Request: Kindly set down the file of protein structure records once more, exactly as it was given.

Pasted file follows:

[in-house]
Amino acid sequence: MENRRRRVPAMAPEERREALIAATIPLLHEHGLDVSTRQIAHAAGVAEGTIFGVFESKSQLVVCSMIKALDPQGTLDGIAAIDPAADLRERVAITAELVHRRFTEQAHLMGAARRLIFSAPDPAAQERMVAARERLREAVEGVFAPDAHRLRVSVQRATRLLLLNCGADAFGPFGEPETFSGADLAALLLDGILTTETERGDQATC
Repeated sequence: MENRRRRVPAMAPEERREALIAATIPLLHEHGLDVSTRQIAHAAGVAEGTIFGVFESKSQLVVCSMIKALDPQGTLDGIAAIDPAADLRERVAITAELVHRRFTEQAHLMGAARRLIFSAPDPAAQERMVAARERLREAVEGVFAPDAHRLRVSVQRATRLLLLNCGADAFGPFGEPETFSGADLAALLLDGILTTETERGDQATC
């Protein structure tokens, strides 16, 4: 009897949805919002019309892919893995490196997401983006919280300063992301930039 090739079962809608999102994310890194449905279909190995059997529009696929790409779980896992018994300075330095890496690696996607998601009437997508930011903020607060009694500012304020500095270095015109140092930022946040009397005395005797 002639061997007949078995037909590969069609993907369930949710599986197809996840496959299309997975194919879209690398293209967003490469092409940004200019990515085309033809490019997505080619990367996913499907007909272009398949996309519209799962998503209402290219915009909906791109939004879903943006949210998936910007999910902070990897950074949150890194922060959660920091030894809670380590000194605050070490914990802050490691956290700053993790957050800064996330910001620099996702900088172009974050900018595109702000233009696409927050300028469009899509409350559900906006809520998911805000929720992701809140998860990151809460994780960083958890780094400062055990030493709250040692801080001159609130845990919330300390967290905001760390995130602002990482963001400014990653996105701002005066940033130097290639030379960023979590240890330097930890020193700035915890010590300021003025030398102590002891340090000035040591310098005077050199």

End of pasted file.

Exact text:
[in-house]
Amino acid sequence: MENRRRRVPAMAPEERREALIAATIPLLHEHGLDVSTRQIAHAAGVAEGTIFGVFESKSQLVVCSMIKALDPQGTLDGIAAIDPAADLRERVAITAELVHRRFTEQAHLMGAARRLIFSAPDPAAQERMVAARERLREAVEGVFAPDAHRLRVSVQRATRLLLLNCGADAFGPFGEPETFSGADLAALLLDGILTTETERGDQATC
Repeated sequence: MENRRRRVPAMAPEERREALIAATIPLLHEHGLDVSTRQIAHAAGVAEGTIFGVFESKSQLVVCSMIKALDPQGTLDGIAAIDPAADLRERVAITAELVHRRFTEQAHLMGAARRLIFSAPDPAAQERMVAARERLREAVEGVFAPDAHRLRVSVQRATRLLLLNCGADAFGPFGEPETFSGADLAALLLDGILTTETERGDQATC
């Protein structure tokens, strides 16, 4: 009897949805919002019309892919893995490196997401983006919280300063992301930039 090739079962809608999102994310890194449905279909190995059997529009696929790409779980896992018994300075330095890496690696996607998601009437997508930011903020607060009694500012304020500095270095015109140092930022946040009397005395005797 002639061997007949078995037909590969069609993907369930949710599986197809996840496959299309997975194919879209690398293209967003490469092409940004200019990515085309033809490019997505080619990367996913499907007909272009398949996309519209799962998503209402290219915009909906791109939004879903943006949210998936910007999910902070990897950074949150890194922060959660920091030894809670380590000194605050070490914990802050490691956290700053993790957050800064996330910001620099996702900088172009974050900018595109702000233009696409927050300028469009899509409350559900906006809520998911805000929720992701809140998860990151809460994780960083958890780094400062055990030493709250040692801080001159609130845990919330300390967290905001760390995130602002990482963001400014990653996105701002005066940033130097290639030379960023979590240890330097930890020193700035915890010590300021003025030398102590002891340090000035040591310098005077050199």